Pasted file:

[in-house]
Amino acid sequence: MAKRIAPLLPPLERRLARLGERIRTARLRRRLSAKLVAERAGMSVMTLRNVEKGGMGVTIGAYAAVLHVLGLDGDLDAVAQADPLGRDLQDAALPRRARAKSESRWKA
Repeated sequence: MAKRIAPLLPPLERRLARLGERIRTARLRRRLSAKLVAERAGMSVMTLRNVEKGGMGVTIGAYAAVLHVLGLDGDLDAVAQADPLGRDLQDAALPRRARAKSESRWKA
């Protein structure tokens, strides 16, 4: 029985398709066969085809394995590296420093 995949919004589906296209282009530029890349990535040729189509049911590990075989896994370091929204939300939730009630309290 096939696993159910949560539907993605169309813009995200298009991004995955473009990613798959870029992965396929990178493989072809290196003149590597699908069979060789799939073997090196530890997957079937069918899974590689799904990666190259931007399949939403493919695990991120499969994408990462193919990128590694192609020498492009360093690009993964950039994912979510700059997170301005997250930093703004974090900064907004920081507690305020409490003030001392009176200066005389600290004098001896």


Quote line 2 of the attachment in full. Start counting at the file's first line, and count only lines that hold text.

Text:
Amino acid sequence: MAKRIAPLLPPLERRLARLGERIRTARLRRRLSAKLVAERAGMSVMTLRNVEKGGMGVTIGAYAAVLHVLGLDGDLDAVAQADPLGRDLQDAALPRRARAKSESRWKA